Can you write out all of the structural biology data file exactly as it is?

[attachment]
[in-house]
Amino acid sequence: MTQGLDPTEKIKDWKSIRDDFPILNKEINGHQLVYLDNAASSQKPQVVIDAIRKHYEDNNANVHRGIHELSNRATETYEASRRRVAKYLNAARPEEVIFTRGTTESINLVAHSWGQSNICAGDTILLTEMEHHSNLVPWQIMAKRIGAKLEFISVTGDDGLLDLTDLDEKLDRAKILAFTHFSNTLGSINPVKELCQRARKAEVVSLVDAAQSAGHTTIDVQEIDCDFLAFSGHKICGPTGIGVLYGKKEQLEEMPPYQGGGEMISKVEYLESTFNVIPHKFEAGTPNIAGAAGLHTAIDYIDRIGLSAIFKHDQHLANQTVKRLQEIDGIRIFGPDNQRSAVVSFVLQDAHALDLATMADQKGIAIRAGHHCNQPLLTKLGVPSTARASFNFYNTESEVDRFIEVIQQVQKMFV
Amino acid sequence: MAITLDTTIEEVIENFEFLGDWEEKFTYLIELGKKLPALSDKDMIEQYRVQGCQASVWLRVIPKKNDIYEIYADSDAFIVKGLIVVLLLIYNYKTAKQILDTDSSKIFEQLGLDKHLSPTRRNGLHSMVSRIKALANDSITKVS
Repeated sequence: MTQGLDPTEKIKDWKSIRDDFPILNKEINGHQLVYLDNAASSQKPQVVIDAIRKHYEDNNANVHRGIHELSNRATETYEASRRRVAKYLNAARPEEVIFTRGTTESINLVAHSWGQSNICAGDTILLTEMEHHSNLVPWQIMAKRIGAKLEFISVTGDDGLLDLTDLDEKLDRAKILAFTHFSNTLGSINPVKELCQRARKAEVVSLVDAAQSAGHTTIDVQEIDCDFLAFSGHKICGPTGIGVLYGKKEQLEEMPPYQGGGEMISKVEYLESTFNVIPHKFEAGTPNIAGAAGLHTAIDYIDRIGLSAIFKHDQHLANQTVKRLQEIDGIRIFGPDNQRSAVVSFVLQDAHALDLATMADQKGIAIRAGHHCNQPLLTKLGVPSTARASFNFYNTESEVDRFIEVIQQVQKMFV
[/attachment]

[in-house]
Amino acid sequence: MTQGLDPTEKIKDWKSIRDDFPILNKEINGHQLVYLDNAASSQKPQVVIDAIRKHYEDNNANVHRGIHELSNRATETYEASRRRVAKYLNAARPEEVIFTRGTTESINLVAHSWGQSNICAGDTILLTEMEHHSNLVPWQIMAKRIGAKLEFISVTGDDGLLDLTDLDEKLDRAKILAFTHFSNTLGSINPVKELCQRARKAEVVSLVDAAQSAGHTTIDVQEIDCDFLAFSGHKICGPTGIGVLYGKKEQLEEMPPYQGGGEMISKVEYLESTFNVIPHKFEAGTPNIAGAAGLHTAIDYIDRIGLSAIFKHDQHLANQTVKRLQEIDGIRIFGPDNQRSAVVSFVLQDAHALDLATMADQKGIAIRAGHHCNQPLLTKLGVPSTARASFNFYNTESEVDRFIEVIQQVQKMFV
Amino acid sequence: MAITLDTTIEEVIENFEFLGDWEEKFTYLIELGKKLPALSDKDMIEQYRVQGCQASVWLRVIPKKNDIYEIYADSDAFIVKGLIVVLLLIYNYKTAKQILDTDSSKIFEQLGLDKHLSPTRRNGLHSMVSRIKALANDSITKVS
Repeated sequence: MTQGLDPTEKIKDWKSIRDDFPILNKEINGHQLVYLDNAASSQKPQVVIDAIRKHYEDNNANVHRGIHELSNRATETYEASRRRVAKYLNAARPEEVIFTRGTTESINLVAHSWGQSNICAGDTILLTEMEHHSNLVPWQIMAKRIGAKLEFISVTGDDGLLDLTDLDEKLDRAKILAFTHFSNTLGSINPVKELCQRARKAEVVSLVDAAQSAGHTTIDVQEIDCDFLAFSGHKICGPTGIGVLYGKKEQLEEMPPYQGGGEMISKVEYLESTFNVIPHKFEAGTPNIAGAAGLHTAIDYIDRIGLSAIFKHDQHLANQTVKRLQEIDGIRIFGPDNQRSAVVSFVLQDAHALDLATMADQKGIAIRAGHHCNQPLLTKLGVPSTARASFNFYNTESEVDRFIEVIQQVQKMFV